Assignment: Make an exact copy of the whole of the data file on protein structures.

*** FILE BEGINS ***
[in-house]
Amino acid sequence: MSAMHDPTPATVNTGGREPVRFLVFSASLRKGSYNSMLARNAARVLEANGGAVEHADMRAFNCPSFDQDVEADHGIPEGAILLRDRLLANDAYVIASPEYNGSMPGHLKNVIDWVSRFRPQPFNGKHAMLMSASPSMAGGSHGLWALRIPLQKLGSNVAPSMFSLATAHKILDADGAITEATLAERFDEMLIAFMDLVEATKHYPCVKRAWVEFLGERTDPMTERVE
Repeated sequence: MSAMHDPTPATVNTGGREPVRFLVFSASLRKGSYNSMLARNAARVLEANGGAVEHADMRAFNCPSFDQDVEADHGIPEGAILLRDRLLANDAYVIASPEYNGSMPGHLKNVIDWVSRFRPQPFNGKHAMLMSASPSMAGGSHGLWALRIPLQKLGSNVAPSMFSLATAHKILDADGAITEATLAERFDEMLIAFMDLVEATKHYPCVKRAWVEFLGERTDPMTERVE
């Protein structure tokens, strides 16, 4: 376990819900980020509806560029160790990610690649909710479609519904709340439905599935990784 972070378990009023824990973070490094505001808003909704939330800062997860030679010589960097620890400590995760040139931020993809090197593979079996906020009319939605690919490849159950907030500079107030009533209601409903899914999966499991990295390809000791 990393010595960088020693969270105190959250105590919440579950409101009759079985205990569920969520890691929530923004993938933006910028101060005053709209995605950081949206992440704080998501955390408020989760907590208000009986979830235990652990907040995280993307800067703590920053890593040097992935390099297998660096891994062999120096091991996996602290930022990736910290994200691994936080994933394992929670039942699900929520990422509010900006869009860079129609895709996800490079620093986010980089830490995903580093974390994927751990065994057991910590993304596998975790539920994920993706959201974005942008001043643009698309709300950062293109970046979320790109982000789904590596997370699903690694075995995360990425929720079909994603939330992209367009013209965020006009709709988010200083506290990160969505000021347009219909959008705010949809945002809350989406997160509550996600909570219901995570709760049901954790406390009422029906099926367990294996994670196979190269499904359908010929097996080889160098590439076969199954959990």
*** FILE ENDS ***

[in-house]
Amino acid sequence: MSAMHDPTPATVNTGGREPVRFLVFSASLRKGSYNSMLARNAARVLEANGGAVEHADMRAFNCPSFDQDVEADHGIPEGAILLRDRLLANDAYVIASPEYNGSMPGHLKNVIDWVSRFRPQPFNGKHAMLMSASPSMAGGSHGLWALRIPLQKLGSNVAPSMFSLATAHKILDADGAITEATLAERFDEMLIAFMDLVEATKHYPCVKRAWVEFLGERTDPMTERVE
Repeated sequence: MSAMHDPTPATVNTGGREPVRFLVFSASLRKGSYNSMLARNAARVLEANGGAVEHADMRAFNCPSFDQDVEADHGIPEGAILLRDRLLANDAYVIASPEYNGSMPGHLKNVIDWVSRFRPQPFNGKHAMLMSASPSMAGGSHGLWALRIPLQKLGSNVAPSMFSLATAHKILDADGAITEATLAERFDEMLIAFMDLVEATKHYPCVKRAWVEFLGERTDPMTERVE
């Protein structure tokens, strides 16, 4: 376990819900980020509806560029160790990610690649909710479609519904709340439905599935990784 972070378990009023824990973070490094505001808003909704939330800062997860030679010589960097620890400590995760040139931020993809090197593979079996906020009319939605690919490849159950907030500079107030009533209601409903899914999966499991990295390809000791 990393010595960088020693969270105190959250105590919440579950409101009759079985205990569920969520890691929530923004993938933006910028101060005053709209995605950081949206992440704080998501955390408020989760907590208000009986979830235990652990907040995280993307800067703590920053890593040097992935390099297998660096891994062999120096091991996996602290930022990736910290994200691994936080994933394992929670039942699900929520990422509010900006869009860079129609895709996800490079620093986010980089830490995903580093974390994927751990065994057991910590993304596998975790539920994920993706959201974005942008001043643009698309709300950062293109970046979320790109982000789904590596997370699903690694075995995360990425929720079909994603939330992209367009013209965020006009709709988010200083506290990160969505000021347009219909959008705010949809945002809350989406997160509550996600909570219901995570709760049901954790406390009422029906099926367990294996994670196979190269499904359908010929097996080889160098590439076969199954959990």